Living in a beautiful kingdom like Bahrain, it’s quite seldom that we think of things that are daunting … like death. Bill Grieve takes a short layman’s look at what the dangers of dying in Bahrain are regarding Last Will and Testament situations, and the complications which may arise.
“Business Friendly Bahrain” are the commercial watchwords of the Kingdom; the ease of doing business, and friendliness of the local nation and its government, are an attraction which pulls businesses and people toward the small archipelago of islands that form the Kingdom of Bahrain
People come to Bahrain from all around the world because of many reasons, including business, banking, its open lifestyle, and welcoming attitude. However, Bahrain also facilitates the legal requirements of most governments from where visitors, residents and workers emanate and originate especially in the event of the passing of one of their subjects inside the Kingdom.
A problem faced by many expats in Bahrain already, has been the lack of anticipation, planning and preparation for their deaths whilst having ties and roots inside Bahrain such as bank accounts, assets and even just general accounts and the requirements of living life in Bahrain.
At present, when an expat dies all bank accounts including joint accounts may be/are frozen pending a court order issued by a Bahrain court to release the funds held. To get a court order to do this in Bahrain, a duly notarised/apostilled certificate that confirms the legal heirs/beneficiaries or a court order issued by the passport issuing country of the deceased is required to be produced to the court in Bahrain. This will generally require the services of a Bahraini lawyer or appropriately qualified and positioned law firm and could take six to eight months and an additional similar period for the Bahrain Court to issue a court order releasing the funds.
All wills including those attested in Bahrain are required to be executed through the local courts. For some expats this may mean that all funds inside Bahrain are frozen and that there can be no release of funds or movement/transfer of assets until the accepted Bahrain legal process is completed. Often child support, funeral payments, costs for repatriation of the body and even outstanding debts are left hanging and unpaid to the detriment of the deceased.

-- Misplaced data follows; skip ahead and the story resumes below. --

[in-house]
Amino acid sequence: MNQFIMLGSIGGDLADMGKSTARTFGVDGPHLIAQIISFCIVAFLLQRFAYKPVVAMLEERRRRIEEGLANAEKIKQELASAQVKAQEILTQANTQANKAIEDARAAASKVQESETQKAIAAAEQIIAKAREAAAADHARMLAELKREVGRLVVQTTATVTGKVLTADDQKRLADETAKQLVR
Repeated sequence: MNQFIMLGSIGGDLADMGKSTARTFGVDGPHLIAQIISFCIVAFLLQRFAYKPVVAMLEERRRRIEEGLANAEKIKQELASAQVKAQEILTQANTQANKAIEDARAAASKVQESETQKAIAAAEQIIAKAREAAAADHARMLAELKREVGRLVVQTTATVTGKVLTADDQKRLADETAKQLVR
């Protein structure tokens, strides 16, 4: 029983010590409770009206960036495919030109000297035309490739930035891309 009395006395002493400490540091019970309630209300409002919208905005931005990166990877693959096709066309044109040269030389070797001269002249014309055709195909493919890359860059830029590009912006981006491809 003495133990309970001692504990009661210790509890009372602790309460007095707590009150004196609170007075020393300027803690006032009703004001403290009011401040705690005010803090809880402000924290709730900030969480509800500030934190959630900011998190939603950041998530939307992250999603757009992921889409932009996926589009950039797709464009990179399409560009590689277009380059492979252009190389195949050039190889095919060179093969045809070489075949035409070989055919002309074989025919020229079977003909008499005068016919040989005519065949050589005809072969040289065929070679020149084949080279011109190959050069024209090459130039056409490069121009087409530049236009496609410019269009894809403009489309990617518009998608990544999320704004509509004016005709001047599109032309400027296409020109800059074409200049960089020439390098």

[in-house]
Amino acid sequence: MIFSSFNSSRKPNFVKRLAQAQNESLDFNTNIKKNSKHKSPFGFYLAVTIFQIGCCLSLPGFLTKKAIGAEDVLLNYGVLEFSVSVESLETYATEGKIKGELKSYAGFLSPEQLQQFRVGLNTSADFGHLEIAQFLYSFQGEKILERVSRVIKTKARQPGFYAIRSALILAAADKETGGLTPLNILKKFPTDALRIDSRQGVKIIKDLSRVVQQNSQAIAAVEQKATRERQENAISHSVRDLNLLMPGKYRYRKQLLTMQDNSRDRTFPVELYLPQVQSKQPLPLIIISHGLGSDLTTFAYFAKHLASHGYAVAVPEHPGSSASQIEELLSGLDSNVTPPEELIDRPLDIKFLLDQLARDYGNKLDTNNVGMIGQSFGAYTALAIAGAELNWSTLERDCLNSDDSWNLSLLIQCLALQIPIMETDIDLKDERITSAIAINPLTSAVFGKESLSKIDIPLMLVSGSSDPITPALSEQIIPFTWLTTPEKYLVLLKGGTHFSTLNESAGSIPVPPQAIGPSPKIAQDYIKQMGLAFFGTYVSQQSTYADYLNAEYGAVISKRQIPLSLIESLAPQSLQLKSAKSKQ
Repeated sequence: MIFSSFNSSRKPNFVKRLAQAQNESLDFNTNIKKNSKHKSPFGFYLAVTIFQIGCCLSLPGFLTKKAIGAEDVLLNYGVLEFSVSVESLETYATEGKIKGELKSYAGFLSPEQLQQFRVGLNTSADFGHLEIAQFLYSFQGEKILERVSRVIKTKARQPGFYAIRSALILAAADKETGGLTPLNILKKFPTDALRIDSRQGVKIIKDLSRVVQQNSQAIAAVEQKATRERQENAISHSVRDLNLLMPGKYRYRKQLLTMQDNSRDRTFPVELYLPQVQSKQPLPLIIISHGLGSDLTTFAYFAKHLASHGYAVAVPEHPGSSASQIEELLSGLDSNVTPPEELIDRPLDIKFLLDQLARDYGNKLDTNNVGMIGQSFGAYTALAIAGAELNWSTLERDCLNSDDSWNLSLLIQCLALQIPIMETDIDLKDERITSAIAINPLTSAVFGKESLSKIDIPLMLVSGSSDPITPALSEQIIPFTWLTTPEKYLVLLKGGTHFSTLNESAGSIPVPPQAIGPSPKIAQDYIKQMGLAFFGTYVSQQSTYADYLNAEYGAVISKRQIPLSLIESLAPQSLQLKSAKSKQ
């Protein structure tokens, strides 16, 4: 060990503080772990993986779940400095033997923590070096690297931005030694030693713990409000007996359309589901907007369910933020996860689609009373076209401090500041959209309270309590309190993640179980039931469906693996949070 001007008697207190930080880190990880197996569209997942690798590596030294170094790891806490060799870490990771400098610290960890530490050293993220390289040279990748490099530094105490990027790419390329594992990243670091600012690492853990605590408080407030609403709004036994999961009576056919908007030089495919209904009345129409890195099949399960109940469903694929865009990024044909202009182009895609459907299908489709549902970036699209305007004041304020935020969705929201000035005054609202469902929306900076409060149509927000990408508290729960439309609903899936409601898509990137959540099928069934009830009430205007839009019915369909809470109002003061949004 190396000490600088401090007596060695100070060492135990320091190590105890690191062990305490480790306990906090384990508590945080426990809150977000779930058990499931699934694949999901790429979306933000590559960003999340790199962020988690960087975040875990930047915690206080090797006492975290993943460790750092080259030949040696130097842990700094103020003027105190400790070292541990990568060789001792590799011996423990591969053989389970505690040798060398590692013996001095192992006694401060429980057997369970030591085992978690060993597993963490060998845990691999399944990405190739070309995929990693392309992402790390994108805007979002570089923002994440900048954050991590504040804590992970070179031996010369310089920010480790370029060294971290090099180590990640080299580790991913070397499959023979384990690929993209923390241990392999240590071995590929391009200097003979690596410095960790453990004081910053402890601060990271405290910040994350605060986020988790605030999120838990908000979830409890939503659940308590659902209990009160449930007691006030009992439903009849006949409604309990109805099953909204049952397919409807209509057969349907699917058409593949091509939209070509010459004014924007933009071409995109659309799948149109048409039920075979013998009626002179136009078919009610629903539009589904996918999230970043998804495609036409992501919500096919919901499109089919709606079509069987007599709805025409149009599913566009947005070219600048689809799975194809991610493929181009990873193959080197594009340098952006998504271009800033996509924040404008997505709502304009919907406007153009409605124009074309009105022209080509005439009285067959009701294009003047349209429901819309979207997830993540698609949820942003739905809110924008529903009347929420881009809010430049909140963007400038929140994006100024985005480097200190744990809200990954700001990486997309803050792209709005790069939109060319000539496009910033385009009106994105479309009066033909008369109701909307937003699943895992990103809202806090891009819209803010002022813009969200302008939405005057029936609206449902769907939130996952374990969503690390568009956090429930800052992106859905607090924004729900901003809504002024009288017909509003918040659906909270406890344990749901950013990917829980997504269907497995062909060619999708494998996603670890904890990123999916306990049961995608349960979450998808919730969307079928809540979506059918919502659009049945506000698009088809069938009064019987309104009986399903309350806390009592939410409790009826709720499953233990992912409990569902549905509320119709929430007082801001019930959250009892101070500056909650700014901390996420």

The law that regulates deceased expatriates estates and inheritance is a law promulgated and issued in 1971 that deals with the Inheritance and Settlement of Estates of Non-Muslims in Bahrain.
Commercial Procedure Code of 1971 coupled with the rules and regulations of The Central Bank of Bahrain that also limits the amount of money that can be withdrawn per month pending the court order or notarisation of the will which could allow the executor to action the bank accounts without any further process or court order.
In times of grief, compassion and empathy are needed however the law takes its course and often stands rigid and quite rightly so, especially in instances of doubt. Wills issued outside Bahrain need to be probated and a formal legally accepted copy of the probate is required to be legalised by the appropriate Bahrain embassy or apostilled and will be required to be submitted to the Bahrain courts to get judgement and release of the funds.
Non-Muslim expatriates and non-Muslim Bahrainis can make wills in Bahrain; however, these are required to be signed in front of a religious leader (priest or equivalent), appropriately witnessed, and attested by a public notary.
Execution of a will in Bahrain requires approval by the court or confirmation of appointment of the executor pursuant to Article 5 of the Decree Law No. 11 of 1971.
Several leading local lawyers are advocating for wills issued in Bahrain to be accepted by local courts as the formalities and procedures in the countries of origin are generally complicated, difficult, time consuming and expensive.
Several good ideas have also been proposed by these leading lawyers in Bahrain to simplify the situation including the forming of a separate court for dealing with marriage, divorce, and inheritance and a register of wills of non-Muslim expatriates and non-Muslim Bahraini nationals.
Not having a will may lead to serious consequences, unnecessary expenses to be incurred and lengthy delays in resolving an expatriate’s affairs in Bahrain. It pays to prepare and get ready for the inevitable – there are a number of expatriate business owning families who have faced lengthy legal battles and hardship to establish their legal positions as heirs following the unexpected death of the family head in Bahrain and across the GCC. Preparing for the inevitable, even if and when you are in your prime, is in the best interest of you and your loved ones.
“Death comes for us all; even at our birth … even at our birth, death does but stand aside a little. And every day he looks towards us and muses somewhat to himself whether that day or the next he will draw nigh. It is the law of nature, and the will of God.” ― Robert Bolt, A Man for All Seasons